Skip Navigation

Close and don't show again.

Your browser is out of date.

You may not get the full experience here on National Journal.

Please upgrade your browser to any of the following supported browsers:

Second Military Branch Facing Cheating Scandal Second Military Branch Facing Cheating Scandal

This ad will end in seconds
Close X

Want access to this content? Learn More »

Forget Your Password?

Don't have an account? Register »

Reveal Navigation


Second Military Branch Facing Cheating Scandal

Navy officials said they became aware of the alleged infractions on Monday.


Chief of Naval Operations Adm. Jonathan Greenert(Win McNamee/Getty Images)

The Navy is investigating alleged cheating among staff members at its nuclear training school in Charleston, S.C., officials said Tuesday.

The alleged cheating was on a written proficiency exam at one of the Navy's nuclear-training commands, said Adm. Jonathan Greenert, chief of naval operations. The written exam is one several tests a staff member must take to qualify, including passing an oral academic board and a practical exam.


"To say that I'm disappointed would be an understatement," Greenert said, adding that the other elements required to qualify "appear to be valid" based on current information.

All personnel implicated in the cheating have been temporarily removed, said Adm. John Richardson, the director of the Naval Nuclear Propulsion Program, adding that all personnel are being retested.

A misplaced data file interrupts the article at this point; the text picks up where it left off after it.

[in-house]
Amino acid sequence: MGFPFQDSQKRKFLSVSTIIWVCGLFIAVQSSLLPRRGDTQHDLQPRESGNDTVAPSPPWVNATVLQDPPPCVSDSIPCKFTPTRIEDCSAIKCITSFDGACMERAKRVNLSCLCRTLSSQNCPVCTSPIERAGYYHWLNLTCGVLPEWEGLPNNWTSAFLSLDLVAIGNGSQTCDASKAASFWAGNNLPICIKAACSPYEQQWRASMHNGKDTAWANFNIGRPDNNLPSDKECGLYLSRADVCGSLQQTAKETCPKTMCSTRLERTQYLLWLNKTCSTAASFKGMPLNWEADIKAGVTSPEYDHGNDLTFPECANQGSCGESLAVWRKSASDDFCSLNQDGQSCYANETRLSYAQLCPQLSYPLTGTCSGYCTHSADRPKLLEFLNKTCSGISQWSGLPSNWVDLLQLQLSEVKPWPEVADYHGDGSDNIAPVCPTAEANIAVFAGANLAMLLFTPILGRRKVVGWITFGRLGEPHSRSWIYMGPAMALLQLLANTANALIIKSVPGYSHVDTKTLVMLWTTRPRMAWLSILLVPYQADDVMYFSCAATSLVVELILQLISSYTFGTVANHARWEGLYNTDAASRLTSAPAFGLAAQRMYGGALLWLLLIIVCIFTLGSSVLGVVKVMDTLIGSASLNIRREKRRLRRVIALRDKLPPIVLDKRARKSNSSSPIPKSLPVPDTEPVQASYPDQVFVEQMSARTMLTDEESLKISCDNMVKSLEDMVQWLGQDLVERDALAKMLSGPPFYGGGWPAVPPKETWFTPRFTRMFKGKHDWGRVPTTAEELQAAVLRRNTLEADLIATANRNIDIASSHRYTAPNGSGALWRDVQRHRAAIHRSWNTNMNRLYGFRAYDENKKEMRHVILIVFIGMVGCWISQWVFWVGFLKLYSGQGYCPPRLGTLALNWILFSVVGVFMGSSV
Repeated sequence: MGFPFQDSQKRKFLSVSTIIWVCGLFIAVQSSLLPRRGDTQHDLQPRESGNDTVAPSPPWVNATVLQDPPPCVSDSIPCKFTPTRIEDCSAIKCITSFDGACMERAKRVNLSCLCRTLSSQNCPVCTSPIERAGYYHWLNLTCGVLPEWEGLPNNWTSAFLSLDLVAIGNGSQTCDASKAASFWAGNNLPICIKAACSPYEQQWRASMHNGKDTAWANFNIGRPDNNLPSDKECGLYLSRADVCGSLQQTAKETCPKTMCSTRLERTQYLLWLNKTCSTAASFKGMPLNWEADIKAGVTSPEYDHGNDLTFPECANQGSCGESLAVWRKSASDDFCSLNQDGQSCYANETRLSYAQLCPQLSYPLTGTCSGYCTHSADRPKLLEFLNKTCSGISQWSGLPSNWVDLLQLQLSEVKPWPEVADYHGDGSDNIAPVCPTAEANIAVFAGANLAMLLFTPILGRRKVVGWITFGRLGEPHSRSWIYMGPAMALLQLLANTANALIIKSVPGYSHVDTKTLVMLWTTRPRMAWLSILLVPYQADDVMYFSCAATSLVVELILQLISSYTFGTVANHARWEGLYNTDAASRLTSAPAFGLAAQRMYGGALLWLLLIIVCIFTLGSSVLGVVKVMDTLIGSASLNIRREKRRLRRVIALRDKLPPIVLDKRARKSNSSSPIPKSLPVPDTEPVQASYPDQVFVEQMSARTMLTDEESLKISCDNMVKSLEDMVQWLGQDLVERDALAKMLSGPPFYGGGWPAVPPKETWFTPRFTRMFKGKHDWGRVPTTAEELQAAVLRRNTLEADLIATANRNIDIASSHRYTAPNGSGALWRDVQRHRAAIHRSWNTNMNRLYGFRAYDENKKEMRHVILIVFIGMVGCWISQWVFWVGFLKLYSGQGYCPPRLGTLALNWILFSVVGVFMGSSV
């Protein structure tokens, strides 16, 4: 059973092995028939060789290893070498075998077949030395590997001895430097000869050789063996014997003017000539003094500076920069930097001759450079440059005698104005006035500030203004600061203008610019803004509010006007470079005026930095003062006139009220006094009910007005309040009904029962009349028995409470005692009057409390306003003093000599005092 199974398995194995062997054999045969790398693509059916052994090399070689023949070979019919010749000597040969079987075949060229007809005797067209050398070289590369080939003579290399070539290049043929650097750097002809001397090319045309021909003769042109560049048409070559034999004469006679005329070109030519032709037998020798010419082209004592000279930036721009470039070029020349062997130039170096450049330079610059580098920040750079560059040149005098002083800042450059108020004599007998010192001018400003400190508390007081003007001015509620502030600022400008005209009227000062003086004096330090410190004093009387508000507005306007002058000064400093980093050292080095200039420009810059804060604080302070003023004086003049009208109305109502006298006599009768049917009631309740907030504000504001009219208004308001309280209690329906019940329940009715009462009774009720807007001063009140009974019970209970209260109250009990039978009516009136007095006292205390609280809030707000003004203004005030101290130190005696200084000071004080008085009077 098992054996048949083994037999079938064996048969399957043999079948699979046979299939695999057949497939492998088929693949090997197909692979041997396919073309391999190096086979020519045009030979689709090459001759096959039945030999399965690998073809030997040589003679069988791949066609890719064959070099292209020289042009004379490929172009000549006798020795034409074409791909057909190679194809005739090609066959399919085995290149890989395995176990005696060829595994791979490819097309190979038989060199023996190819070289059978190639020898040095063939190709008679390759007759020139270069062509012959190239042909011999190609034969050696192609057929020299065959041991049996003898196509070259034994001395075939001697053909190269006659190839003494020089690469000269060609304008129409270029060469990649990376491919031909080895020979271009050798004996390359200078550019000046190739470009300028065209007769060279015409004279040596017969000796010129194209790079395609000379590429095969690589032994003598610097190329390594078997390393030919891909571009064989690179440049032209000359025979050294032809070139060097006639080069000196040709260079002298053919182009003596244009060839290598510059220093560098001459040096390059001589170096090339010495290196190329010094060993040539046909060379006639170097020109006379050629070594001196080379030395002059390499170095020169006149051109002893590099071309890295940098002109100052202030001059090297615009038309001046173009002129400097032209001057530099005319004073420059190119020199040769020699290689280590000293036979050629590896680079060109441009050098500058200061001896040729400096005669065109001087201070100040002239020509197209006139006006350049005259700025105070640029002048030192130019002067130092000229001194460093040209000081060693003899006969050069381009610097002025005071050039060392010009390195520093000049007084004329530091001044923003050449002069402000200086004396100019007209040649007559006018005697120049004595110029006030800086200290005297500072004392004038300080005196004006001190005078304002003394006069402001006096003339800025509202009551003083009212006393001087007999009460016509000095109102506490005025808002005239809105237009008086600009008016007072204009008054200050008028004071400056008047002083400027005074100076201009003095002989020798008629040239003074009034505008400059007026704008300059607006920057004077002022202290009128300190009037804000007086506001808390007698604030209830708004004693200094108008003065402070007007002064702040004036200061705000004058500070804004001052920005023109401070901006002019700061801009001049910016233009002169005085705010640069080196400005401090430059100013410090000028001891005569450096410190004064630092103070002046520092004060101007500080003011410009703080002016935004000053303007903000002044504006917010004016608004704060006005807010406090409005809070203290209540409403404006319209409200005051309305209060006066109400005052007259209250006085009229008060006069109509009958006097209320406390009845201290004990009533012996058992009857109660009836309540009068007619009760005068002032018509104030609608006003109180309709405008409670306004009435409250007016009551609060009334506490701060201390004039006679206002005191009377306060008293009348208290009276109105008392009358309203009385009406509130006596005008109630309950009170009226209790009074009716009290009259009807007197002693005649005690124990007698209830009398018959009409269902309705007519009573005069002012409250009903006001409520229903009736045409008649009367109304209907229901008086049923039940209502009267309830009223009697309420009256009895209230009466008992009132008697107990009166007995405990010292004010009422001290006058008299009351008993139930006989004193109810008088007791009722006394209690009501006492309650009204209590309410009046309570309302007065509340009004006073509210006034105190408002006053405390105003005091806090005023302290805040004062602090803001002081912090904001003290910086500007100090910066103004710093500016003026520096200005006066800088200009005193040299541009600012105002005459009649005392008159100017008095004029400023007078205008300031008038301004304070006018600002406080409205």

Officials were alerted Monday of the alleged cheating. In addition to the investigation that is underway, Richardson said that a five-person team "will review past assessments to make sure we did not have a broader problem with this command."


It's unclear how many are currently implicated in the alleged cheating, and officials were hesitant to pin down a number. Richardson estimated that in total it involved less than 1 percent of the 16,000 involved in the Navy's nuclear program.

He added that "less than 20" is a "ballpark figure," but officials later categorized the number of those potentially involved could be between 16 and 160.

Staff members went through the qualification as students, and officials estimated that it was likely their third time to qualify.

"We see no evidence of compromises toward the students, at this point," Richardson said.


The Navy is the second branch of the military to have issues with cheating in recent months. Ninety-two members of an Air Force nuclear-missile crew at a base in Montana are being tied to a growing cheating scandal, Air Force officials said last week.

comments powered by Disqus